Genre: YA Realistic Fiction
Pub. Date: May 13, 2014
Source: Publisher for review
My Rating: 3 out of 5 stars
A twisty story about love, loss, and lies, this contemporary oceanside adventure is tinged with a touch of dark magic as it follows seventeen-year-old Wendy Darling on a search for her missing surfer brothers. Wendy’s journey leads her to a mysterious hidden cove inhabited by a tribe of young renegade surfers, most of them runaways like her brothers. Wendy is instantly drawn to the cove’s charismatic leader, Pete, but her search also points her toward Pete's nemesis, the drug-dealing Jas. Enigmatic, dangerous, and handsome, Jas pulls Wendy in even as she's falling hard for Pete. A radical reinvention of a classic, Second Star is an irresistible summer romance about two young men who have yet to grow up--and the troubled beauty trapped between them."Wendy Darling just graduated from high school and should be ecstatic, but the disappearance of her twin brothers, John and Michael, is obviously on the forefront of her mind. They have been missing for awhile now and the police found their surfboards washed up by a dangerous surf spot. They have all come to the conclusion that John and Michael, her brothers, died in a tragic surfing accident; however, Wendy feels they are still out there and hasn't given up hope. She is determined to use her summer break as an opportunity to find them and she searches some new beaches to see what she can find. Wendy comes across a new beach, Kensie, that seems like a beautiful place and she comes across Pete, a surf bum. Pete and his friends, including on-again-off-again girlfriend, Belle, live in an abandoned luxury home and spend all day surfing. No one has a source of income, except for Pete's neighbor and ex-friend, Jas, who is a drug dealer. As Wendy hangs out more and more with Pete and his friends, she learns that perhaps they do know what happened to her brothers (even though they say they don't!) and all arrows point to Jas. Alyssa B. Sheinmel's Second Star, a Peter Pan retelling, has a lot of potential as a fantastic summertime. There's a beautiful location, hot guys, surfing, beach bums, and an unsettling mystery, but ultimately it fell flat for me.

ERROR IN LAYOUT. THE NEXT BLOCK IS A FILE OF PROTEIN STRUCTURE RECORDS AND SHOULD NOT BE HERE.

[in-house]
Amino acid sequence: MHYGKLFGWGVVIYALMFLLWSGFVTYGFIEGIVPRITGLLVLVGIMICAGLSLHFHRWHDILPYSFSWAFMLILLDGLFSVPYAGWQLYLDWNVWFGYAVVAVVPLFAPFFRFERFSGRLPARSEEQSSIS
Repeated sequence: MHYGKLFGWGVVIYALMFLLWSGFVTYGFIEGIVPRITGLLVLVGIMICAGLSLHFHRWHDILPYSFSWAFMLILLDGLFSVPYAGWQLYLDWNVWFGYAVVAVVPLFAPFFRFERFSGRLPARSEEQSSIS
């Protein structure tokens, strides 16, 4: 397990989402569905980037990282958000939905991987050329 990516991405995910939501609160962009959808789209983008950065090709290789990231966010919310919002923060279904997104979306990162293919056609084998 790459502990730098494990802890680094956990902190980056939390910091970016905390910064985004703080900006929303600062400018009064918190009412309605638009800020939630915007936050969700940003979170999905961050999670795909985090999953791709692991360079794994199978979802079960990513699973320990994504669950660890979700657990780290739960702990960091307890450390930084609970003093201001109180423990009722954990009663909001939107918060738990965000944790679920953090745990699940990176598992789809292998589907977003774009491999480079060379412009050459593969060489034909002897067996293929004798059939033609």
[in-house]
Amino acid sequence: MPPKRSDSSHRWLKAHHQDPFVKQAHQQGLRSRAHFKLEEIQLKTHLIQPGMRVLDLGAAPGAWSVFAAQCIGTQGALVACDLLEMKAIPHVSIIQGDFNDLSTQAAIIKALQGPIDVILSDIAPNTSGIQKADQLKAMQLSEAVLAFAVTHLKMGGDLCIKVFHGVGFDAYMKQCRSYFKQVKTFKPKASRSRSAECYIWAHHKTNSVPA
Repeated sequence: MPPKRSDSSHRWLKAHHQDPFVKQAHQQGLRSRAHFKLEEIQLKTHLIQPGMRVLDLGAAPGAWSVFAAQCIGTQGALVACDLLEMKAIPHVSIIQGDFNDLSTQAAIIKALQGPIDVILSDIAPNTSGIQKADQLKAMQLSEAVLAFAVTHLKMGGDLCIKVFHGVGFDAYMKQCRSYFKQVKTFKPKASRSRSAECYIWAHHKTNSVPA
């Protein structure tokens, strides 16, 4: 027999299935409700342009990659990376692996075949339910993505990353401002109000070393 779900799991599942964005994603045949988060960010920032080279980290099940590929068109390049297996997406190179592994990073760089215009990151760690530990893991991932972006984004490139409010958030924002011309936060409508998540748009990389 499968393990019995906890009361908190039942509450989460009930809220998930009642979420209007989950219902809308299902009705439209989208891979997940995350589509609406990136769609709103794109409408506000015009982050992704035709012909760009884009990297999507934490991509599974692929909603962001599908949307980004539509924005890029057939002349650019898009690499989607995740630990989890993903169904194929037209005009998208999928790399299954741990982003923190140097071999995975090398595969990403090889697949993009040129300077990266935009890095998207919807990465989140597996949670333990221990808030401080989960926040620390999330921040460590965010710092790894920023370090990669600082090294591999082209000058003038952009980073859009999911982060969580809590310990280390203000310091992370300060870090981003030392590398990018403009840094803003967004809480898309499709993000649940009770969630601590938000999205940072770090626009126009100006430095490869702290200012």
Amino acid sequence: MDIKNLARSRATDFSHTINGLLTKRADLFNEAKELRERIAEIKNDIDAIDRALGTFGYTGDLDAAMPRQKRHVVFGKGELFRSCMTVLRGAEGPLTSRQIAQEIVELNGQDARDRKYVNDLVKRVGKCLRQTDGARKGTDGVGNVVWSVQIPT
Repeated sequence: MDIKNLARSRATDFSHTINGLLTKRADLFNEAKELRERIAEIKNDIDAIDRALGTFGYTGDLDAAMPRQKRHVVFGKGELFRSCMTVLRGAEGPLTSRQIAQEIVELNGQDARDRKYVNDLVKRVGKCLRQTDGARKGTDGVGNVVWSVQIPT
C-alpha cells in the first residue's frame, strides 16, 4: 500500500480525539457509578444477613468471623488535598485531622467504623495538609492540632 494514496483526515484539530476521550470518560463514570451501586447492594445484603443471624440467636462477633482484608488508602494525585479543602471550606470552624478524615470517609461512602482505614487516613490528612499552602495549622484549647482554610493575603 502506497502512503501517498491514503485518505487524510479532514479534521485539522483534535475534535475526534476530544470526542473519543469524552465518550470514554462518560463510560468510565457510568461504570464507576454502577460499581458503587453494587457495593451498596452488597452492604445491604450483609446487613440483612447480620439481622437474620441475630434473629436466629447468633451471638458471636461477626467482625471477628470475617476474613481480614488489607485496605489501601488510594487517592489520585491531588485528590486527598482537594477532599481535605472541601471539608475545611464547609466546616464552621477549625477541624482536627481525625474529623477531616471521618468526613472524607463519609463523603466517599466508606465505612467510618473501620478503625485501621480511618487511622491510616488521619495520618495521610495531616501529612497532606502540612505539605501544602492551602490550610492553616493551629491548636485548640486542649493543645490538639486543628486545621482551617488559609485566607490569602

Oh, Wendy. I wanted to like her in Second Star. In fact, I love her in the original Peter Pan, but in this novel, I sort of hated her. She made some stupid decisions and I know that she's dealing with grief and absent/moronic parents, but still. The decisions made were decisions that seemed really out of character. In fact one of her colossal mistakes involves drugs, which I felt sent Second Star down a path that wasn't really one I wanted to go down. In fact, I couldn't even trust Wendy as a narrator, because she felt super unreliable to me.
On the other hand, I think Sheinmel did a fairly good job of bringing Pete into the modern world. He was a fun big kahuna/surfer type that I liked from the beginning. Also, Belle is jealous, beautiful, and surly…just how I would expect her to be. I liked their whole band of misfits and their beach bum lifestyle, although I didn't agree with stealing or breaking and entering no matter how they justified it.
I felt that Sheinmel sort of followed the plot of Peter Pan until Jas entered the scene (cue a love triangle - bleh!) as well as the drug subplot. I know Sheinmel was trying to make the story modern, but the whole missing brothers/Jas, the drug dealer conundrum and the fact that Pete is a criminal in his own right, sort of casted a dark cloud over the novel. Unfortunately, that dark cloud was one which I couldn't rid myself of.
The setting and the scenes of surfing were my favorite part in Second Star. As you know, I am a big fan of the beach and surfing, so I thoroughly enjoyed Sheinmel's descriptions of California and the oceanside community. I wanted to go to Kensie, Pete's hidden beach, and check out the waves.
So, if you are looking for a retelling of Peter Pan that is one-hundred percent true to the story, look elsewhere. Yes, there was a fairly entertaining plot twist in Second Star, but it wasn't enough to get rid of the bad taste in my mouth left by Wendy's poor decisions and the dark cloud left by the "fairy dust." In sum, if you are a fan of stories that involve surfing, but have a serious twist, I think Kirsty Eagar's Raw Blue does it well or even Jessi Kirby's Moonglass, which involves an oceanside community and deals with a few serious issues.